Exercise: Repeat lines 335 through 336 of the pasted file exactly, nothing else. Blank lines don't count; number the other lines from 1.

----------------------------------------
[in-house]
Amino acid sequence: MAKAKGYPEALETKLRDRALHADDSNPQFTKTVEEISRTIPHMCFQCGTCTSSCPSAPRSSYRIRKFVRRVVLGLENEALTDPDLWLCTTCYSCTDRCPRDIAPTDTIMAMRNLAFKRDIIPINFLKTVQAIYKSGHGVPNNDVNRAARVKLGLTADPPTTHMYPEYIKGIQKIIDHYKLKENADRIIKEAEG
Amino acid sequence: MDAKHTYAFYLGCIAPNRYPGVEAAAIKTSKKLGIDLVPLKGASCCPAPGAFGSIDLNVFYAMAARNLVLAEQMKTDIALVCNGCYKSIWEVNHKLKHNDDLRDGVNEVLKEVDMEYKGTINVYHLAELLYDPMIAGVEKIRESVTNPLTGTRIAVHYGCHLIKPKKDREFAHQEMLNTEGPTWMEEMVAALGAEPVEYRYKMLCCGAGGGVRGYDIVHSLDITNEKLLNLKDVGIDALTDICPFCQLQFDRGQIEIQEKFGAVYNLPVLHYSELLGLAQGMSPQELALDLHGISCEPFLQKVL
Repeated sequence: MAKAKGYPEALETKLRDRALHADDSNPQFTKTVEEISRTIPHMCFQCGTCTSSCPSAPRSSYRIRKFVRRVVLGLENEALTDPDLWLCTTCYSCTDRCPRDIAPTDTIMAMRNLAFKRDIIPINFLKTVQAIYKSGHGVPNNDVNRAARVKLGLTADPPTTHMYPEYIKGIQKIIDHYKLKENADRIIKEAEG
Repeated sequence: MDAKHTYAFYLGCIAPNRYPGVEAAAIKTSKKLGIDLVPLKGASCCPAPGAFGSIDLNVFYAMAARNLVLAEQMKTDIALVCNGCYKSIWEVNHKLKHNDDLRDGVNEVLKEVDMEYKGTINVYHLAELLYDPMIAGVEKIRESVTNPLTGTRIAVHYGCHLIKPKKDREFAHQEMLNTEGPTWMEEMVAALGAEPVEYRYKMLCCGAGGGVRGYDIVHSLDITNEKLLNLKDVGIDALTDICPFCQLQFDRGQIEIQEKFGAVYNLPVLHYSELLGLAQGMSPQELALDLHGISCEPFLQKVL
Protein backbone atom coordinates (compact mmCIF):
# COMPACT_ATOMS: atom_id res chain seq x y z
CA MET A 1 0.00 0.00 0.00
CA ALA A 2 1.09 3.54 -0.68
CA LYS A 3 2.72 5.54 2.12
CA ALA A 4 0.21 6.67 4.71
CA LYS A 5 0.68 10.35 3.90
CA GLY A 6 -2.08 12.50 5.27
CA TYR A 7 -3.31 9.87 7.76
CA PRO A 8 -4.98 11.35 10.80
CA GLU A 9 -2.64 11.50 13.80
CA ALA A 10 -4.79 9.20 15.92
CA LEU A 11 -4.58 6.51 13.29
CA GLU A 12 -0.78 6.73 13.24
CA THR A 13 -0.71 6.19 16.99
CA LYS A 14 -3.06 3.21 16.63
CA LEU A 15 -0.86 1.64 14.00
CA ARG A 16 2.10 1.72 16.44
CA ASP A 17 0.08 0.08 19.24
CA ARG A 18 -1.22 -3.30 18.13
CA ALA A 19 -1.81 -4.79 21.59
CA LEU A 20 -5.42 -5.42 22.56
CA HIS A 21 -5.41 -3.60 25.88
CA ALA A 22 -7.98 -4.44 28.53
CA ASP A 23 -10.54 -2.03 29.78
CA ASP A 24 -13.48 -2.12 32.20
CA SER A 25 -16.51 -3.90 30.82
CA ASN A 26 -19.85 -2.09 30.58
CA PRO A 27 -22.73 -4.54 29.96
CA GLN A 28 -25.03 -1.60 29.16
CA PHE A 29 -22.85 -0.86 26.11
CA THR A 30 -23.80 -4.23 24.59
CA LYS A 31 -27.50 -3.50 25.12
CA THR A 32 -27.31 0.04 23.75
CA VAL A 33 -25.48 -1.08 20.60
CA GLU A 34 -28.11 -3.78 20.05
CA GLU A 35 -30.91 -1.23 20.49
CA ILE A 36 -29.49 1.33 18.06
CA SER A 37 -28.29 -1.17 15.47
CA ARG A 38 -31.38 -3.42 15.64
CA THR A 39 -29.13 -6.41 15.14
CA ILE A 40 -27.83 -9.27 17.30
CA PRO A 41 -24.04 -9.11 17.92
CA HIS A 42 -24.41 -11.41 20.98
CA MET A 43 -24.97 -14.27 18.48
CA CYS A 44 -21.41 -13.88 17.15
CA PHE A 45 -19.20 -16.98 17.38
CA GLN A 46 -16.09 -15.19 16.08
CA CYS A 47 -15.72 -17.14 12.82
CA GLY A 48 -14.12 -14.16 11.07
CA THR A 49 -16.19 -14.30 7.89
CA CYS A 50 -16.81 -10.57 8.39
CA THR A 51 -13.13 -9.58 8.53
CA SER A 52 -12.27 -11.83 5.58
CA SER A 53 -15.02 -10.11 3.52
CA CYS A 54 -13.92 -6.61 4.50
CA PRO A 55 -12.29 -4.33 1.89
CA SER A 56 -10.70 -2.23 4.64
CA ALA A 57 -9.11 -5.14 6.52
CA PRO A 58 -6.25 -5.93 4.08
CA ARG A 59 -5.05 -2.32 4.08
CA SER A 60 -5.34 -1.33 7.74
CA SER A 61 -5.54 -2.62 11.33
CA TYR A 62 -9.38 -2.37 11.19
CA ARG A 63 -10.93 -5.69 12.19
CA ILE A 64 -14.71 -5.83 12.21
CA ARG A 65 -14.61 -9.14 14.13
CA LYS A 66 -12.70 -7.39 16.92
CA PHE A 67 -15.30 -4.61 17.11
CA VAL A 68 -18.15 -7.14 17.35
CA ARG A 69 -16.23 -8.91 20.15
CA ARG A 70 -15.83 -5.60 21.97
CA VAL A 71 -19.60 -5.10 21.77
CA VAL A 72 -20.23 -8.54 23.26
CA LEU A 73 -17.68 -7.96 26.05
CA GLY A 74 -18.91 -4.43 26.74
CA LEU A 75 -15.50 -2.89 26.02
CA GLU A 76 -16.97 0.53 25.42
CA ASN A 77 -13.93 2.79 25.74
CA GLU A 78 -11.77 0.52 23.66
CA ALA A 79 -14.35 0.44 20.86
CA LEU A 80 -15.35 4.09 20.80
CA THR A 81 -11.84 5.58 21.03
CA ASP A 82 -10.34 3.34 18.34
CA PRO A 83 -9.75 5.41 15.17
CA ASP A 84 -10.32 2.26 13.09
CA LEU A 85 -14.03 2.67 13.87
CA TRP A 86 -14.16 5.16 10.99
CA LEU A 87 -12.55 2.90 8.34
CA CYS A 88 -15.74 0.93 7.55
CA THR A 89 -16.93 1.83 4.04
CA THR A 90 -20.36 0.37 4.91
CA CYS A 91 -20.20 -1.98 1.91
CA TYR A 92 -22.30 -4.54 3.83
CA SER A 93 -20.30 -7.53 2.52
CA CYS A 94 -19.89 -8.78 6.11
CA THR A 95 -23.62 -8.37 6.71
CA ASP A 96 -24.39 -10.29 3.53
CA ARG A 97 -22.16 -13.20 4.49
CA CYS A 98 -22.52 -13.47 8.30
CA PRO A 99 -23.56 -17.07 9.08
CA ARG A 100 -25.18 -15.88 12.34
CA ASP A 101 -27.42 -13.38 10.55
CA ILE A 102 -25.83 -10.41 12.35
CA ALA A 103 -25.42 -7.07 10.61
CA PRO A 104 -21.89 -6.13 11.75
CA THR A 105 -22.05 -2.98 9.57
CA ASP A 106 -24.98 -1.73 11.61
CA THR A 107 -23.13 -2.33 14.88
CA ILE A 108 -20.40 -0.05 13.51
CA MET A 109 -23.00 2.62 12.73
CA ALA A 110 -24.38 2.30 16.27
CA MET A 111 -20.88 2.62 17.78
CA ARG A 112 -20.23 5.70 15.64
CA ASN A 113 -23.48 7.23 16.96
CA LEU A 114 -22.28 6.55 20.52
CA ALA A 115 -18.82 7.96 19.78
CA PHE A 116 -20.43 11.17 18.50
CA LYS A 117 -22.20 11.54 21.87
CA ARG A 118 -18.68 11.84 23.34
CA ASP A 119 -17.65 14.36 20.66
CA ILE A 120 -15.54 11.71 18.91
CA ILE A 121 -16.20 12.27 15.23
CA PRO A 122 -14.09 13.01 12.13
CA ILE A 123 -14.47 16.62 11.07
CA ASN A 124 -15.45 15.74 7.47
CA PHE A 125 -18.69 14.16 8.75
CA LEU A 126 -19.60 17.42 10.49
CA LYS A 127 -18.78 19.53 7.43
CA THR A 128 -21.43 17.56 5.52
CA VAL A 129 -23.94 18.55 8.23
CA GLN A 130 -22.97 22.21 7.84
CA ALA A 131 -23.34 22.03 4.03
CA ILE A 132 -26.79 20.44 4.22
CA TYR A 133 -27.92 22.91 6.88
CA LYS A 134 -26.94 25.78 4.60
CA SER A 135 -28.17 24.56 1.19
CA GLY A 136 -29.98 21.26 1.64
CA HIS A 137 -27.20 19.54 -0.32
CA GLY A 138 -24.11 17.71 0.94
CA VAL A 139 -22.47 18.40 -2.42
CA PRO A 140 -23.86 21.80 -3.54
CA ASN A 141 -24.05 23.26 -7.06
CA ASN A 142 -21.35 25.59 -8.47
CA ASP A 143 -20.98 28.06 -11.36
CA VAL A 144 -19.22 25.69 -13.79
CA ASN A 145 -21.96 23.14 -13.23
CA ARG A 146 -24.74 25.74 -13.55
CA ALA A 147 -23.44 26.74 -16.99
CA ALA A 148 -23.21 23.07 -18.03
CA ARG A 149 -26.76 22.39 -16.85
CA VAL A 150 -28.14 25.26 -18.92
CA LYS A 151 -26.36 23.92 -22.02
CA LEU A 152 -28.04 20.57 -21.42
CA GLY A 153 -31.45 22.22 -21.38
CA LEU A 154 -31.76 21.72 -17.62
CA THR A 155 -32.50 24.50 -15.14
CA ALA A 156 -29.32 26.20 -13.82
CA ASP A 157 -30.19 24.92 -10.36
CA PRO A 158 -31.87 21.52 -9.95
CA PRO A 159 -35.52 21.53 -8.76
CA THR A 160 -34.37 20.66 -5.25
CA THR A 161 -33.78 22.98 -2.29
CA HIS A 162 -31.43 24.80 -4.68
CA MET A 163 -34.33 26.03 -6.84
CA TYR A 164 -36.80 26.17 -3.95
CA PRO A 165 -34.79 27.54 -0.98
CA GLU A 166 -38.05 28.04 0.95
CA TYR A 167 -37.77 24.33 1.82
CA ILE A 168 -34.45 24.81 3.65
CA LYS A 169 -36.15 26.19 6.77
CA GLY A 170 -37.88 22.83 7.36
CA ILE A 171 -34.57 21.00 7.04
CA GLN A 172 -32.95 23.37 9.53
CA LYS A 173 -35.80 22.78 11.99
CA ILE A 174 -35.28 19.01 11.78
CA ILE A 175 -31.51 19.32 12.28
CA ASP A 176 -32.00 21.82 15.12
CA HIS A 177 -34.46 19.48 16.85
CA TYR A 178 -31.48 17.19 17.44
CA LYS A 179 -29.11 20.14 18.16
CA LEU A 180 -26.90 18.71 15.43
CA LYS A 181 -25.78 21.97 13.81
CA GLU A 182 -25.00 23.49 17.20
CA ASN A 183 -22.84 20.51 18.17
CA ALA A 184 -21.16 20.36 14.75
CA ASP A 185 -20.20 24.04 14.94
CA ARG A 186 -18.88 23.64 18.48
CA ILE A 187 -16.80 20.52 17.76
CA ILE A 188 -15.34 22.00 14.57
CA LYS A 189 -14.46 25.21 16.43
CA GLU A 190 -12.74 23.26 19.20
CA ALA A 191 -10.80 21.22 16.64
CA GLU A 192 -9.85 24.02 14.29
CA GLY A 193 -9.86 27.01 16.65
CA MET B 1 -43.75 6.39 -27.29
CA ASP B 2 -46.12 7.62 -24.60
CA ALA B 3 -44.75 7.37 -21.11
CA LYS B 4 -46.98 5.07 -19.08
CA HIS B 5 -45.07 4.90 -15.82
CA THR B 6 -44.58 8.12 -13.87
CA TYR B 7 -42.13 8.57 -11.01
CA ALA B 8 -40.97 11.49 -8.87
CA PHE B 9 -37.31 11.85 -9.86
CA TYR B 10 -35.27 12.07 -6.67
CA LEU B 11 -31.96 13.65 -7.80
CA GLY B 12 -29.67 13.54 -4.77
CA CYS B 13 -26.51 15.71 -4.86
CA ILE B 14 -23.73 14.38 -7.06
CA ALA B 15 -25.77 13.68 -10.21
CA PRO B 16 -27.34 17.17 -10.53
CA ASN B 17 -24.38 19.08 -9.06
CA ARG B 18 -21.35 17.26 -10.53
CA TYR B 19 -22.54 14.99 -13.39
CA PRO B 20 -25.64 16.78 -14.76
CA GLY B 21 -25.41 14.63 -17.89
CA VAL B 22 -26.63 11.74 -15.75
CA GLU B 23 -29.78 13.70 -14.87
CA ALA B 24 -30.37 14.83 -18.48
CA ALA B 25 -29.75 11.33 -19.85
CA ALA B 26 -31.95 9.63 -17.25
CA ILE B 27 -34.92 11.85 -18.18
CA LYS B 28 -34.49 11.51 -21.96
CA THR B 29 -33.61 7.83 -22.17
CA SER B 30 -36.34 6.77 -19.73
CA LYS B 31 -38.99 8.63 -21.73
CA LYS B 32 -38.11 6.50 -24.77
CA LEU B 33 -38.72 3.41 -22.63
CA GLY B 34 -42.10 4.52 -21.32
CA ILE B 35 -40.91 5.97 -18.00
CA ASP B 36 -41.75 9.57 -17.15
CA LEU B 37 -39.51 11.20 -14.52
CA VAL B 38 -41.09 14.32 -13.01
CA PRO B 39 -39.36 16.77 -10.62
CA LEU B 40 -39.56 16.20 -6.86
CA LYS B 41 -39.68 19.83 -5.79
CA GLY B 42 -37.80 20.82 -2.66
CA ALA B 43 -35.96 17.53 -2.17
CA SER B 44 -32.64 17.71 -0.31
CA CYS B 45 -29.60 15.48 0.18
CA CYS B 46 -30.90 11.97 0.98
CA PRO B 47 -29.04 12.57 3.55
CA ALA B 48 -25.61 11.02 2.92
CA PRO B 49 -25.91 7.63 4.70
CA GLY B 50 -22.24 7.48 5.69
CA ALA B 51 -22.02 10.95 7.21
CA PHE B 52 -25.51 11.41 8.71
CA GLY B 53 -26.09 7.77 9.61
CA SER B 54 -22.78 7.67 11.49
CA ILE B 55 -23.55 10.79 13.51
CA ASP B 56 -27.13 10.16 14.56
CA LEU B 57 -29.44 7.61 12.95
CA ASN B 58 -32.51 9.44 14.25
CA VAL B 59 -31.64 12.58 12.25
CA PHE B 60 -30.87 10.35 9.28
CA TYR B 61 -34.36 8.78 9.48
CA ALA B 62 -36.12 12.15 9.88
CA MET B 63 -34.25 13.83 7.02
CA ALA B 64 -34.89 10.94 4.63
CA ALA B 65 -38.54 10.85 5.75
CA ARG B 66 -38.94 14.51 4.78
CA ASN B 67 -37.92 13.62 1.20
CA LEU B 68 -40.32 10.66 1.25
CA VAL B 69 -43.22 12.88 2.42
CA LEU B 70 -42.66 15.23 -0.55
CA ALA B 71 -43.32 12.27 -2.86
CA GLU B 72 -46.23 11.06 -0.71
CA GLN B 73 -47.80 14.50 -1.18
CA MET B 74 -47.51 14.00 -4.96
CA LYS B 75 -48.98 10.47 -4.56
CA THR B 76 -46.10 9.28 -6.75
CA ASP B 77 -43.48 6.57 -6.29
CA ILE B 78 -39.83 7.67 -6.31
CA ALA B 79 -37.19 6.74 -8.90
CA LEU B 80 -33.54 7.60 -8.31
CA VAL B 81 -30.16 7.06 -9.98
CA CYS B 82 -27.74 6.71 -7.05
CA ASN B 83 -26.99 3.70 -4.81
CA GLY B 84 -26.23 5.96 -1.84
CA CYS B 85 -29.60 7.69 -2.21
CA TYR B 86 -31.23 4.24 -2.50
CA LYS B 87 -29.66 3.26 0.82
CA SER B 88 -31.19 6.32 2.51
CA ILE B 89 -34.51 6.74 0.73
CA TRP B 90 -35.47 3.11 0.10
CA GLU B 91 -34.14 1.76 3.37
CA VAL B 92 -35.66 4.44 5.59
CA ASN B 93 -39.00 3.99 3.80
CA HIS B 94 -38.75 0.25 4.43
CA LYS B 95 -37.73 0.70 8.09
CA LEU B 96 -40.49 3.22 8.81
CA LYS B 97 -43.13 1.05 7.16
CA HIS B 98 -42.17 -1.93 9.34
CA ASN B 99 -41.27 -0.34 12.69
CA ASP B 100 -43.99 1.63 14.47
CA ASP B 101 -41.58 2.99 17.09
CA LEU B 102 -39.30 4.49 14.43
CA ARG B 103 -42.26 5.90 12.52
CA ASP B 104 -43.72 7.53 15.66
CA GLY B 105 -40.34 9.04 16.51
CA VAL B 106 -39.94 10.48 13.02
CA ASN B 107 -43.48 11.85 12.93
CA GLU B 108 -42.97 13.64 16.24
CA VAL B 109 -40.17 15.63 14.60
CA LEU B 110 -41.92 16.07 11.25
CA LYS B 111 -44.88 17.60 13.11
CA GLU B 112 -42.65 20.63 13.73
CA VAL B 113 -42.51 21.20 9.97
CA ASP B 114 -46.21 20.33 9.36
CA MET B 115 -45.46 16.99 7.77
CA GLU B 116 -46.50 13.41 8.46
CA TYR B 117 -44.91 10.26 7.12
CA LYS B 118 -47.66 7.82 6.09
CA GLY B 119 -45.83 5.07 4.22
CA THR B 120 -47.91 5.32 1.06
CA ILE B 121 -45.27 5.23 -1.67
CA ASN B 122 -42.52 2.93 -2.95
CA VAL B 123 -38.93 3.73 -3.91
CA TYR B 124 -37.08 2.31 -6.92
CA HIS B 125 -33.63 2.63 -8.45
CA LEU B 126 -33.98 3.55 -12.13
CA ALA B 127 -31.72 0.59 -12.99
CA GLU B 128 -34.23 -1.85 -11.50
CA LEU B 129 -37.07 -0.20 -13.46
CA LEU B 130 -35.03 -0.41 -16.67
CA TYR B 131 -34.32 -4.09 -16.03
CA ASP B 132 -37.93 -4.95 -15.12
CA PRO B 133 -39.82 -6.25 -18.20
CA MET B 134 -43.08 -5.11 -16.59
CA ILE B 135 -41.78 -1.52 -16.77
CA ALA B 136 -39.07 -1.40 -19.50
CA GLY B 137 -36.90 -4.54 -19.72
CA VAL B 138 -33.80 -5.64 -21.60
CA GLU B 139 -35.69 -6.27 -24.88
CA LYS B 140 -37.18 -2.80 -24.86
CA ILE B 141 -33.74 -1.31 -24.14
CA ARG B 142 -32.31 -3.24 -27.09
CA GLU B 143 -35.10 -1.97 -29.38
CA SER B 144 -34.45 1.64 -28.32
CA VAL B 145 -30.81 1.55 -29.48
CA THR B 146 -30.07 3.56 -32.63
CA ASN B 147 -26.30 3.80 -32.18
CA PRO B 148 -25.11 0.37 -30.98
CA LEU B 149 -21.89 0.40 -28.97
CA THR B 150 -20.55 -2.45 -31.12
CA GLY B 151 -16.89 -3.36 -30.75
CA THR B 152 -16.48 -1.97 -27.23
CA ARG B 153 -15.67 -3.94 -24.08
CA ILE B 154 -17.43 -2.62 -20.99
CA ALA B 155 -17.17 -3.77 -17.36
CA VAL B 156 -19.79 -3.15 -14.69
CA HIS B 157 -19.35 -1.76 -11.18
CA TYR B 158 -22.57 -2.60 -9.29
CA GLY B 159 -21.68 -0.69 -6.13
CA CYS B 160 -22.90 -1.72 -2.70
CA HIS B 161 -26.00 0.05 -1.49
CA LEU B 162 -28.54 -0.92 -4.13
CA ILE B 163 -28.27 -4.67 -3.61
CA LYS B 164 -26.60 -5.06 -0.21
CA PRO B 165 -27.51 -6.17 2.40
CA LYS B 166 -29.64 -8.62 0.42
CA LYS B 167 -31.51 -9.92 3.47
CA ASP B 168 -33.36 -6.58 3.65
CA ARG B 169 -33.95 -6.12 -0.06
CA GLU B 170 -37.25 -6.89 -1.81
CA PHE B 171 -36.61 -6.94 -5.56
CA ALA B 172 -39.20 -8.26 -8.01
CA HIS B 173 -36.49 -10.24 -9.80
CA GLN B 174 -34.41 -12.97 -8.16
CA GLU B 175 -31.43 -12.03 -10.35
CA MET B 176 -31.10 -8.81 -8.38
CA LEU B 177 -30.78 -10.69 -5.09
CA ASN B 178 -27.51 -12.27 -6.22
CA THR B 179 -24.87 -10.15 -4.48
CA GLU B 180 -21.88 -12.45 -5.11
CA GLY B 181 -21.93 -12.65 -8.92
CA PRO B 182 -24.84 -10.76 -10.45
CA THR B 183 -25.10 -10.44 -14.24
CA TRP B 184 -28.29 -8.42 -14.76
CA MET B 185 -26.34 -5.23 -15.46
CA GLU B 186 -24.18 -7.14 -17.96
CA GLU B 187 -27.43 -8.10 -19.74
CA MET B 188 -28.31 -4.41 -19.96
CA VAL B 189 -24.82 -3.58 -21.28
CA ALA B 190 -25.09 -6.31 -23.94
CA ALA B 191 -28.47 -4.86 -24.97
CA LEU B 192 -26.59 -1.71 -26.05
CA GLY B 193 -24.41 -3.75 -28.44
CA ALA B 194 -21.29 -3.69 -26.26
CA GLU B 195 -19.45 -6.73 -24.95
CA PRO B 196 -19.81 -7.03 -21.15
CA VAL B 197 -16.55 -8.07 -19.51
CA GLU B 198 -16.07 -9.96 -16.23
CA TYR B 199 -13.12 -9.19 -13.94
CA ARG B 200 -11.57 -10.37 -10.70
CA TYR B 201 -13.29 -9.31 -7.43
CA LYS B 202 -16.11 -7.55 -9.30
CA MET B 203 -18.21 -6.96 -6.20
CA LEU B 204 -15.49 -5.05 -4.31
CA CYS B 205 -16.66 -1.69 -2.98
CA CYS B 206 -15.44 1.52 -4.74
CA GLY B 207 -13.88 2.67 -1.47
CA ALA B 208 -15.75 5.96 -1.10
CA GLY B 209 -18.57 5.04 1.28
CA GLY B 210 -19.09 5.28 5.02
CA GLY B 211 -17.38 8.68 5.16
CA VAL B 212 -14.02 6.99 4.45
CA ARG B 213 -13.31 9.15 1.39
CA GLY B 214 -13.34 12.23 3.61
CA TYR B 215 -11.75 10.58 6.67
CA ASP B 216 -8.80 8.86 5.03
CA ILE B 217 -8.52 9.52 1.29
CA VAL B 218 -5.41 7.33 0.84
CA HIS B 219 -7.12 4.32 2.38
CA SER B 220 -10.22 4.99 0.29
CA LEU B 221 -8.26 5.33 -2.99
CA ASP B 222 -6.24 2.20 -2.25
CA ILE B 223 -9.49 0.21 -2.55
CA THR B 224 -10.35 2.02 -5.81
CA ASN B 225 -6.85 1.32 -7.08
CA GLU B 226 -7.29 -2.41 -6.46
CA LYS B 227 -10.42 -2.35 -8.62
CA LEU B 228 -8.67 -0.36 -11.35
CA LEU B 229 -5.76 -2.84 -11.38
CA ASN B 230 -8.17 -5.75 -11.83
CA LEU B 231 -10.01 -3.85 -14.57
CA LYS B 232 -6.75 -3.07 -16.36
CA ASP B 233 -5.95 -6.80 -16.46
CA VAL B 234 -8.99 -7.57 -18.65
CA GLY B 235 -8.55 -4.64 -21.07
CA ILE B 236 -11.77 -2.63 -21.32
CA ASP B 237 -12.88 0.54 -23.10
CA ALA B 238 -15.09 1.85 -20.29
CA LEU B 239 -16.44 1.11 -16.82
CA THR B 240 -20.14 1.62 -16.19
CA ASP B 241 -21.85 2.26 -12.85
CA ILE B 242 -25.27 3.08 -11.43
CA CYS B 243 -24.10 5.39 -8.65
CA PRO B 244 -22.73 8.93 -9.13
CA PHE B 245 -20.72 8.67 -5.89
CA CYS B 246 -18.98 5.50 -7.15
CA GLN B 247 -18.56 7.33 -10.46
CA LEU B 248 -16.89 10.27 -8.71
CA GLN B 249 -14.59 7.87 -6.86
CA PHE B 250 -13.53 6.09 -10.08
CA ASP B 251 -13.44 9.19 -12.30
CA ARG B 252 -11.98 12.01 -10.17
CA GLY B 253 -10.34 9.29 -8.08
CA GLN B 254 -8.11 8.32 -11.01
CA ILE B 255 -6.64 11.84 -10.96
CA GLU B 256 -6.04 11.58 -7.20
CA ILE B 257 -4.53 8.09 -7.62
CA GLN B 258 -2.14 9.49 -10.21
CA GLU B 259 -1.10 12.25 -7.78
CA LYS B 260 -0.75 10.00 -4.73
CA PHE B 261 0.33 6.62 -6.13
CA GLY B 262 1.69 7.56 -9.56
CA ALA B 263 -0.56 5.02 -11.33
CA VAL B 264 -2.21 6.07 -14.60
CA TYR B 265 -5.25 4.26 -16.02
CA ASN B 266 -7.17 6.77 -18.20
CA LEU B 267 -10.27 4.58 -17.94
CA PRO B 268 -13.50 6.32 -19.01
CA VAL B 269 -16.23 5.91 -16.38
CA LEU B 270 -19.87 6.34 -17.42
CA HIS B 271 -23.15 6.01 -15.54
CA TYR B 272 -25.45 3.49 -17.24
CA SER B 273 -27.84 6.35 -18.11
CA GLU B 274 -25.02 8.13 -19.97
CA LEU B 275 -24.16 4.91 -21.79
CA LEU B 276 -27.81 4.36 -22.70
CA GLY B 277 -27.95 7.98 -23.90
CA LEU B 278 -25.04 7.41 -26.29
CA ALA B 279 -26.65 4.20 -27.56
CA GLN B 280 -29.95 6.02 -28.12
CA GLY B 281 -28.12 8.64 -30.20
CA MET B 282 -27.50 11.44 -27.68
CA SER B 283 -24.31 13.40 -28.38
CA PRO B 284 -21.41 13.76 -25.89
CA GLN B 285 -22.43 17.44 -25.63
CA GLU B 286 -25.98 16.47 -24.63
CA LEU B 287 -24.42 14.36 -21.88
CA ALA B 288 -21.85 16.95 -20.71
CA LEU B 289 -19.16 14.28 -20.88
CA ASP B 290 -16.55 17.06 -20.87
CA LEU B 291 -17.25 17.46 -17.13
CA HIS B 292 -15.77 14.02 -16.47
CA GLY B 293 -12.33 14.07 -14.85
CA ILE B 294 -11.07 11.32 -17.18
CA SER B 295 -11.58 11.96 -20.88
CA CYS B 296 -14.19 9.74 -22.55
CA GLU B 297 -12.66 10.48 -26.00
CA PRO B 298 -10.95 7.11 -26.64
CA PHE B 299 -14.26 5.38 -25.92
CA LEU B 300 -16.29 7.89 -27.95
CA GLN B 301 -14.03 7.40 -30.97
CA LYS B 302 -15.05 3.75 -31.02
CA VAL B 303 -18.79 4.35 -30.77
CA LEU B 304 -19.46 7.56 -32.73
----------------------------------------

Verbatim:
CA ILE B 135 -41.78 -1.52 -16.77
CA ALA B 136 -39.07 -1.40 -19.50